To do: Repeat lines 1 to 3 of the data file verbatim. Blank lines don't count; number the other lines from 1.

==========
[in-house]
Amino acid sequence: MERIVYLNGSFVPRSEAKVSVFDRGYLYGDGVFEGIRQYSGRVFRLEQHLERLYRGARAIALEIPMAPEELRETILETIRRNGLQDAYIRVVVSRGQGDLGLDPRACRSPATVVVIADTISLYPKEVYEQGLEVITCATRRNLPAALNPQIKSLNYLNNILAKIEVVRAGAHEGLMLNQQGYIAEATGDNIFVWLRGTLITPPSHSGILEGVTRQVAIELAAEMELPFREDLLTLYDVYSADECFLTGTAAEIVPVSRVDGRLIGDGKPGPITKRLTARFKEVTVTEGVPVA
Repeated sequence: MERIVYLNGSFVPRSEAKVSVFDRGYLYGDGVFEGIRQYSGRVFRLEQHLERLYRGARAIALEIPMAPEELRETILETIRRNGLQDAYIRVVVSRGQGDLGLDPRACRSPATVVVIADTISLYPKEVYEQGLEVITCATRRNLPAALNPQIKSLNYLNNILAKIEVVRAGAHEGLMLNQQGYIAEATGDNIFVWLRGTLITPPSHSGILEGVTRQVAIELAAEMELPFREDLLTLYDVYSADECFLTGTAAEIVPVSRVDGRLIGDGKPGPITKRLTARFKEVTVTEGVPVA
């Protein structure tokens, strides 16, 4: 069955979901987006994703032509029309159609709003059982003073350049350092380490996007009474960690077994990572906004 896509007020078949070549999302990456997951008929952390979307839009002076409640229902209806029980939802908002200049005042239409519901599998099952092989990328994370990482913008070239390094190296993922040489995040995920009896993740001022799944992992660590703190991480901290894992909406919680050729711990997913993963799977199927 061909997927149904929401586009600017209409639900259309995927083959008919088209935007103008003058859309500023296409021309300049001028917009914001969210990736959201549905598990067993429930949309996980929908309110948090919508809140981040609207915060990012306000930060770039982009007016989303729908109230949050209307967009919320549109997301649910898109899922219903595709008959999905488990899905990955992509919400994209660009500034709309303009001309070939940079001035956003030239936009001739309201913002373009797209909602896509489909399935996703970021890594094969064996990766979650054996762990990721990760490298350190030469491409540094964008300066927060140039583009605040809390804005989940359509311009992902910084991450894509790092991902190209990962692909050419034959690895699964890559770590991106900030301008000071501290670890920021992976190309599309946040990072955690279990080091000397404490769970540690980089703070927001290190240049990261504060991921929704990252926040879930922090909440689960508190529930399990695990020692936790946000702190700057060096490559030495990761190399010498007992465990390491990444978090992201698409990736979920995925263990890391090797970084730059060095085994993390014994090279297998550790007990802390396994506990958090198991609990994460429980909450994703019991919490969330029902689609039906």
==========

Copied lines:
[in-house]
Amino acid sequence: MERIVYLNGSFVPRSEAKVSVFDRGYLYGDGVFEGIRQYSGRVFRLEQHLERLYRGARAIALEIPMAPEELRETILETIRRNGLQDAYIRVVVSRGQGDLGLDPRACRSPATVVVIADTISLYPKEVYEQGLEVITCATRRNLPAALNPQIKSLNYLNNILAKIEVVRAGAHEGLMLNQQGYIAEATGDNIFVWLRGTLITPPSHSGILEGVTRQVAIELAAEMELPFREDLLTLYDVYSADECFLTGTAAEIVPVSRVDGRLIGDGKPGPITKRLTARFKEVTVTEGVPVA
Repeated sequence: MERIVYLNGSFVPRSEAKVSVFDRGYLYGDGVFEGIRQYSGRVFRLEQHLERLYRGARAIALEIPMAPEELRETILETIRRNGLQDAYIRVVVSRGQGDLGLDPRACRSPATVVVIADTISLYPKEVYEQGLEVITCATRRNLPAALNPQIKSLNYLNNILAKIEVVRAGAHEGLMLNQQGYIAEATGDNIFVWLRGTLITPPSHSGILEGVTRQVAIELAAEMELPFREDLLTLYDVYSADECFLTGTAAEIVPVSRVDGRLIGDGKPGPITKRLTARFKEVTVTEGVPVA